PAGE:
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12
2016
Leadville 100 Trail Run Coaching Basics / Energy Management

Leadville 100 Trail Run Coaching Basics / Energy Management

Yesterday I received another question from another reader in regards to pacing and energy management. This article, Leadville 100 Trail Run Coaching Basics / Energy Management, will focus on answering just that question.

Leadville 100 Trail Run Coaching Basics / Energy Management

The topic of “race execution” as it applies to the Leadville 100 Trail Run has many differing facets, theories, approaches, and what not. For most the strategy is go out fast, die, and do whatever it takes to get back after reaching Winfield. Of course this is probably not the best way to go either…

But the reader included this in his message:

My biggest challenge was knowing how much energy to expend and still have enough left in the tank to get back to Leadville – I came into Winfield 10-minutes late and feeling relatively fresh.

Coaching runners, I tend to fall back on what I know that works – what works that I have proven myself, and what works based on results. And the best way to answer the reader’s question goes back to what I insist that every runner that I work with uses… Three simple words…

Heart Rate Monitor

Agree or disagree, like heart rate monitors or not… since first utilizing it myself in 2012-2013 for my first Leadman Challenge… in both training, and racing I am a fanatical supporter of that device and until they come up with something better… it is what I will stick with for both myself and again, insist that my runners employ also.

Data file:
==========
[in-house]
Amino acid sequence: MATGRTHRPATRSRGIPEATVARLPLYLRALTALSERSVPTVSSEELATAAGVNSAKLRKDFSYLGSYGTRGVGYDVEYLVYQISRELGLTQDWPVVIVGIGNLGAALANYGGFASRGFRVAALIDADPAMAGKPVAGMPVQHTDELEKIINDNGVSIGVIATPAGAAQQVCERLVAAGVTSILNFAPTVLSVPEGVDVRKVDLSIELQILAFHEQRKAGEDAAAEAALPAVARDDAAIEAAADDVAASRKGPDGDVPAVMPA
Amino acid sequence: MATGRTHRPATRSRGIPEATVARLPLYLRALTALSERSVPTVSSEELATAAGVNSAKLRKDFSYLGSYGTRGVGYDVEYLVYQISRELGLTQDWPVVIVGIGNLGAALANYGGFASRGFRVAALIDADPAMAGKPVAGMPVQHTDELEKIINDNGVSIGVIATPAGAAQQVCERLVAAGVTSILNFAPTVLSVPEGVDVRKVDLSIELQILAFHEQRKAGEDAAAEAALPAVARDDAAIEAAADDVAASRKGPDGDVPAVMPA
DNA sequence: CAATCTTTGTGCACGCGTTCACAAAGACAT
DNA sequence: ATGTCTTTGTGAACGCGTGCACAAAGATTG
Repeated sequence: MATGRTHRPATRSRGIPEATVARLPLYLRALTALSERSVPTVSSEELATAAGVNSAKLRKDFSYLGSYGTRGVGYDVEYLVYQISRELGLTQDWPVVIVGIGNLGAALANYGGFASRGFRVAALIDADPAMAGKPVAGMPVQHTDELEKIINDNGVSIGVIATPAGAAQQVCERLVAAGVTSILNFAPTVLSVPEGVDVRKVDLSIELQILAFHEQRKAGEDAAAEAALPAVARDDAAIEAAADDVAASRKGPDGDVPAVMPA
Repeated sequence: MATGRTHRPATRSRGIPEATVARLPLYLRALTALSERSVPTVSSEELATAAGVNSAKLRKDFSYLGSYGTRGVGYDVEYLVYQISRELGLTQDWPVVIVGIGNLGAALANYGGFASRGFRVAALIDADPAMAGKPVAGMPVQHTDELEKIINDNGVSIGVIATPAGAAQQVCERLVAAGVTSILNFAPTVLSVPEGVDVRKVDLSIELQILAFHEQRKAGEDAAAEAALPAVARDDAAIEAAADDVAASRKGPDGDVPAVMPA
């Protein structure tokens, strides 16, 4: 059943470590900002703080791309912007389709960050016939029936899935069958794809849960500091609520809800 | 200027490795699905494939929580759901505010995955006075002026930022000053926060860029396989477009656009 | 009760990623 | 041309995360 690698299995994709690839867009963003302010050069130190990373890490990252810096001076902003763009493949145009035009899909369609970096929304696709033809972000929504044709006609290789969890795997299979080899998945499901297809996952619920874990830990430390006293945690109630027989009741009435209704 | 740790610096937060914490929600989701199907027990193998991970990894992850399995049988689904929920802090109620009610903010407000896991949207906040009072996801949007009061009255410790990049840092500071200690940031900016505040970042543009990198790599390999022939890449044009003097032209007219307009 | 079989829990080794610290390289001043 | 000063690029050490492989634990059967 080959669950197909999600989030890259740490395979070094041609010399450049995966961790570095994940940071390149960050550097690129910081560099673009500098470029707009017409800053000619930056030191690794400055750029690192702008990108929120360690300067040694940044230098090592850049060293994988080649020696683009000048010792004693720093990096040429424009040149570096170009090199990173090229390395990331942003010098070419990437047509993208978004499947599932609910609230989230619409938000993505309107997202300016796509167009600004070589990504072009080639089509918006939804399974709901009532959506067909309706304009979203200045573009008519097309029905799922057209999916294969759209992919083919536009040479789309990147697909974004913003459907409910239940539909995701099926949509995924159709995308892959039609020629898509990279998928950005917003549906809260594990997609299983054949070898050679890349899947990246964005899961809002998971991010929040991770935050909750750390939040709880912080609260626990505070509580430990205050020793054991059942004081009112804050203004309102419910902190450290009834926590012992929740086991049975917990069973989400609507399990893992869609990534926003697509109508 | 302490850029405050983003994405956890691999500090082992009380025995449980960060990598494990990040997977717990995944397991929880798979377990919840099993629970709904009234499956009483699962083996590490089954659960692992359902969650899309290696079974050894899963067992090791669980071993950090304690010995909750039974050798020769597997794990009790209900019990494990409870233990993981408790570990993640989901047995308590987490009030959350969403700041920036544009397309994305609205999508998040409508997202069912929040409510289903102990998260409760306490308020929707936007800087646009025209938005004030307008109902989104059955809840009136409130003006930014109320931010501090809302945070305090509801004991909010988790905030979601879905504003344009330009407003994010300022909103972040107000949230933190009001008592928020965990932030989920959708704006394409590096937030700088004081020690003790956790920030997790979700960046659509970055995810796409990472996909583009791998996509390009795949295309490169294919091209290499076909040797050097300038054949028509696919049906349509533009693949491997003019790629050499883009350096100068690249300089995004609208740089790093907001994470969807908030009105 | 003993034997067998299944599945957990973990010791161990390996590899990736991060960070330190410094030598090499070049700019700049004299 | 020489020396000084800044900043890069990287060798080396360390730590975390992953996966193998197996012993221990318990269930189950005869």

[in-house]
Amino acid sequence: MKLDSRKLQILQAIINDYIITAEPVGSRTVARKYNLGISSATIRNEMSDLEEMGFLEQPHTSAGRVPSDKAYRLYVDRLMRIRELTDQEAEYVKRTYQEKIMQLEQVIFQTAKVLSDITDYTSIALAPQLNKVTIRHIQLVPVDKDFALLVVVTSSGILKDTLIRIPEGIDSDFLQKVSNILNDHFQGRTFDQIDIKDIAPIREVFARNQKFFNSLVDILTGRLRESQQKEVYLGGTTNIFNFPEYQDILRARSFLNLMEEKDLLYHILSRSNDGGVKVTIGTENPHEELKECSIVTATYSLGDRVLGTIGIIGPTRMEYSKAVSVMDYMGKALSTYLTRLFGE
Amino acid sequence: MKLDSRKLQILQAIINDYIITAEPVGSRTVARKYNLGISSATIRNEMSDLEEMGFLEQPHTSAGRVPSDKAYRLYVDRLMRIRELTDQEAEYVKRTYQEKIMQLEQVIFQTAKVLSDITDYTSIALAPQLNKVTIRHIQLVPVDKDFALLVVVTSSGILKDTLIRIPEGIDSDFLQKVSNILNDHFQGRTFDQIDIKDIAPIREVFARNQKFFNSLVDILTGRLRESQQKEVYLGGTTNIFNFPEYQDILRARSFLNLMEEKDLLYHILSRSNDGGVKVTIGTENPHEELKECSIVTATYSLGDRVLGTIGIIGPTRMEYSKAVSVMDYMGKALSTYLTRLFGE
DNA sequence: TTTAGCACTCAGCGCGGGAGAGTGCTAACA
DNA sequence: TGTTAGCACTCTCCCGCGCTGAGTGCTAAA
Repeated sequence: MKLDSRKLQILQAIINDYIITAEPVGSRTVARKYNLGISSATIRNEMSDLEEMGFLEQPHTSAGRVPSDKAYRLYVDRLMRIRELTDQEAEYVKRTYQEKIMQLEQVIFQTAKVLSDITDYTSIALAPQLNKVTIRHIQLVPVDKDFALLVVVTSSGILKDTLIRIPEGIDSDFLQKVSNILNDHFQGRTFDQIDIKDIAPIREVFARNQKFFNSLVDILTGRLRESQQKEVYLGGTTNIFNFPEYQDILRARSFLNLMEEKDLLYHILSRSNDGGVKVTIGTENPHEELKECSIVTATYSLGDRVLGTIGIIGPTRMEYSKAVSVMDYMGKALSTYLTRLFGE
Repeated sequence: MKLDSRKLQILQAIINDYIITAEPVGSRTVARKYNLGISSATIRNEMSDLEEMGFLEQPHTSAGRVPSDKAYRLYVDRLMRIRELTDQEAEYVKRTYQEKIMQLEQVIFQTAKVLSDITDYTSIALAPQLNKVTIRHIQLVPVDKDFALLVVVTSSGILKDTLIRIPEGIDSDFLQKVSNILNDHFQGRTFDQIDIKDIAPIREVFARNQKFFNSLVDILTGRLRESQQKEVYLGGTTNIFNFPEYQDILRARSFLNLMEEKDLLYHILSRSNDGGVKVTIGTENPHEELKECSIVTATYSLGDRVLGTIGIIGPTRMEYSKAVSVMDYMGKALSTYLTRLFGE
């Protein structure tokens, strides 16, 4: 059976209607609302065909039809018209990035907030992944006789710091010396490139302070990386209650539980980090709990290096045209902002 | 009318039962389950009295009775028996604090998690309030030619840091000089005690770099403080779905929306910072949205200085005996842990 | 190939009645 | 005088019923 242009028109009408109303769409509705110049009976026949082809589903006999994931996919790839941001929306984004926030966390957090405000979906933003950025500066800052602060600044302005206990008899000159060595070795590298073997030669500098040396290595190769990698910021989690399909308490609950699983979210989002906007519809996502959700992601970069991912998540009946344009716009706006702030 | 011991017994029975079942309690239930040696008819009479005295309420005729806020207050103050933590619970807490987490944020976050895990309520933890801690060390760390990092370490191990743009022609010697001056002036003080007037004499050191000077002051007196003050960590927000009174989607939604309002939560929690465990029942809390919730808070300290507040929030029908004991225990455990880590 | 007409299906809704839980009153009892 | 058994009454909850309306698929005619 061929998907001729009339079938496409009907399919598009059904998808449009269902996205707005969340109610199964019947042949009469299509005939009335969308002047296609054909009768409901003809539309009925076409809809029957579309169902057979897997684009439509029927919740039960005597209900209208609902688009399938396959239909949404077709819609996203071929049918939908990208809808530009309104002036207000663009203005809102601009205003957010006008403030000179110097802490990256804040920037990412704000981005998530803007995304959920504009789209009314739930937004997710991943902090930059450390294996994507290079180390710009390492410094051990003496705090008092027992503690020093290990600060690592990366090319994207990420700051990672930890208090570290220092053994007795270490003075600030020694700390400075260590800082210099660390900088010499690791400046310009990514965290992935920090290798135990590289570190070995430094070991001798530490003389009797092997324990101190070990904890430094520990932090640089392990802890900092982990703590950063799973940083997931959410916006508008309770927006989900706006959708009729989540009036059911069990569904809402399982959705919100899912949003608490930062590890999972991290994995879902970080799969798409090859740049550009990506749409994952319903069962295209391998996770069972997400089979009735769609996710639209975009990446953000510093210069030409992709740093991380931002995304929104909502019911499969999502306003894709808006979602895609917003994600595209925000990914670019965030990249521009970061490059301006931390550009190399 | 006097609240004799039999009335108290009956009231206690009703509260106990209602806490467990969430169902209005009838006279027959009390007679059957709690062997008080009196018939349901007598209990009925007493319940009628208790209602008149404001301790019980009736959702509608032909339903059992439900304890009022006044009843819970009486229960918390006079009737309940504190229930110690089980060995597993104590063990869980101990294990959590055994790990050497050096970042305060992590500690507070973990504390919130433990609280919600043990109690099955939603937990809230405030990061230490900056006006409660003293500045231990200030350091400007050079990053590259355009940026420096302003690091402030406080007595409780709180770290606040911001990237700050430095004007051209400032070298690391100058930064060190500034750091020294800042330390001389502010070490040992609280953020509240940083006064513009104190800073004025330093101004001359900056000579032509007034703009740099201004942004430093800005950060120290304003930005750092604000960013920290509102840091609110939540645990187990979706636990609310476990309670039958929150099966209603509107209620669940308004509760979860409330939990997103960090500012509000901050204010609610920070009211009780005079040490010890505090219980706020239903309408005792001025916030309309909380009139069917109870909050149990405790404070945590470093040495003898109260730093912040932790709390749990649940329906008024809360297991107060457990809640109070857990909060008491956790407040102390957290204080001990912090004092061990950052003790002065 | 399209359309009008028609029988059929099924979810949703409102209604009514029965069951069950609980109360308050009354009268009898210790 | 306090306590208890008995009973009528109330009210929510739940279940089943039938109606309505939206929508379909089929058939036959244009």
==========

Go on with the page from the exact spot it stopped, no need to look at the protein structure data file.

Here it is… when it comes to the Leadville 100 Trail Run Coaching Basics / Energy Management concept or idea the HRM works because it keeps you at a consistent level of effort throughout the entire race.

If you train with it and know your aerobic heart rate zone, and run that in Leadville, and only that, if your pace and speed match up with the appropriate energy expenditure, chances are you are going to have a great race.

In 2013, using a HRM in Leadville, I ran a 23:18 and to be honest, that was my “easiest” run ever, even a week after pedaling 100 miles in the 100 MTB. I never felt like I ever went too fast that or ever “sprinted” and like I said, it felt easy.

In 2014, again, using the HRM, I had the most horrid first 42 miles of the race… courtesy of the bike the week before, but by utilizing the HRM and finally waking up on the first Hope Pass climb, I was able to rally hard the second half and run a 24:51.

2016 was different, and I will admit that I ran HOT the first half with my HR above where it should have been but in the end and after taking that risk, it still kept me in check throughout the race to finish with a 22:43.

The HRM will help if you train with it and understand how to best use it but it will certainly keep you from going too fast and will also tell you when you are not working hard enough as well.

The biggest thing is to understand is, yes, using a HRM, especially in Leadville, might cause you to go out a bit slower, but in the end by using it and paying attention to it, you will slow down a lot less over time and  have a better run and experience overall.

To close this topic… Leadville 100 Trail Run Coaching Basics / Energy Management… I will just say this… Before using the HRM I never got a big buckle… after taking the time to learn it, and really leverage that technology towards success… Big Buckle EVERY run…

That’s something to think about.

Andy Wooten – Aspen Running Coach

If you enjoyed this article or if it helped you, please consider sharing it!

Photo by Andy Wooten – August 2013

Comment
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Greg Duckworth

Andy – wonderful insight, as always! Using a HRM is something I use all the time on my MTB (it probably got me across the LT100 MTB finish line 3 years ago). Maybe if I have another shot at the LT100 Run you can coach me across the finish line?!

Andy Wooten

I am glad that you enjoyed the article Greg. Are you in the Lottery? If you get in, It would be my privilege and honor to coach you to the finish line!

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